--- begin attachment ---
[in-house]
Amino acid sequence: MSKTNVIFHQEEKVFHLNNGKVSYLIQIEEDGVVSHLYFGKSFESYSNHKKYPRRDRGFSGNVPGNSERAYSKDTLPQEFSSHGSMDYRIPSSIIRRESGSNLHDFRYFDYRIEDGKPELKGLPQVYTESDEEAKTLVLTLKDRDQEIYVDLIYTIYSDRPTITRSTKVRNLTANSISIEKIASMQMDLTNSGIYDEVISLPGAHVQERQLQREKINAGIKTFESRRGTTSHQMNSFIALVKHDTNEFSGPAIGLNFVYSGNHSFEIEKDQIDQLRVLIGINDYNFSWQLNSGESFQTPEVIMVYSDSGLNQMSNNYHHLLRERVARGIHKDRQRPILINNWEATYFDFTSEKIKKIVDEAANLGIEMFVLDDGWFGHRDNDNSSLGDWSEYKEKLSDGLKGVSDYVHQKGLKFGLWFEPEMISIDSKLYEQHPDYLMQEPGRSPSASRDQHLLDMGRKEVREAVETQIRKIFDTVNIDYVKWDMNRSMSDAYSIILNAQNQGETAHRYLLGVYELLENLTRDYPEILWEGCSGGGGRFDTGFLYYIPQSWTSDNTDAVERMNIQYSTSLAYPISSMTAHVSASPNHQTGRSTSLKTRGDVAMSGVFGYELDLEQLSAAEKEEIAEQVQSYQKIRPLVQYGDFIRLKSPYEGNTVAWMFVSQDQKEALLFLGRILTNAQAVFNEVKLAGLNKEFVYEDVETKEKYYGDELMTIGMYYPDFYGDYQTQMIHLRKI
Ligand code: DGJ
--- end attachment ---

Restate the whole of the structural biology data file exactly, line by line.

[in-house]
Amino acid sequence: MSKTNVIFHQEEKVFHLNNGKVSYLIQIEEDGVVSHLYFGKSFESYSNHKKYPRRDRGFSGNVPGNSERAYSKDTLPQEFSSHGSMDYRIPSSIIRRESGSNLHDFRYFDYRIEDGKPELKGLPQVYTESDEEAKTLVLTLKDRDQEIYVDLIYTIYSDRPTITRSTKVRNLTANSISIEKIASMQMDLTNSGIYDEVISLPGAHVQERQLQREKINAGIKTFESRRGTTSHQMNSFIALVKHDTNEFSGPAIGLNFVYSGNHSFEIEKDQIDQLRVLIGINDYNFSWQLNSGESFQTPEVIMVYSDSGLNQMSNNYHHLLRERVARGIHKDRQRPILINNWEATYFDFTSEKIKKIVDEAANLGIEMFVLDDGWFGHRDNDNSSLGDWSEYKEKLSDGLKGVSDYVHQKGLKFGLWFEPEMISIDSKLYEQHPDYLMQEPGRSPSASRDQHLLDMGRKEVREAVETQIRKIFDTVNIDYVKWDMNRSMSDAYSIILNAQNQGETAHRYLLGVYELLENLTRDYPEILWEGCSGGGGRFDTGFLYYIPQSWTSDNTDAVERMNIQYSTSLAYPISSMTAHVSASPNHQTGRSTSLKTRGDVAMSGVFGYELDLEQLSAAEKEEIAEQVQSYQKIRPLVQYGDFIRLKSPYEGNTVAWMFVSQDQKEALLFLGRILTNAQAVFNEVKLAGLNKEFVYEDVETKEKYYGDELMTIGMYYPDFYGDYQTQMIHLRKI
Ligand code: DGJ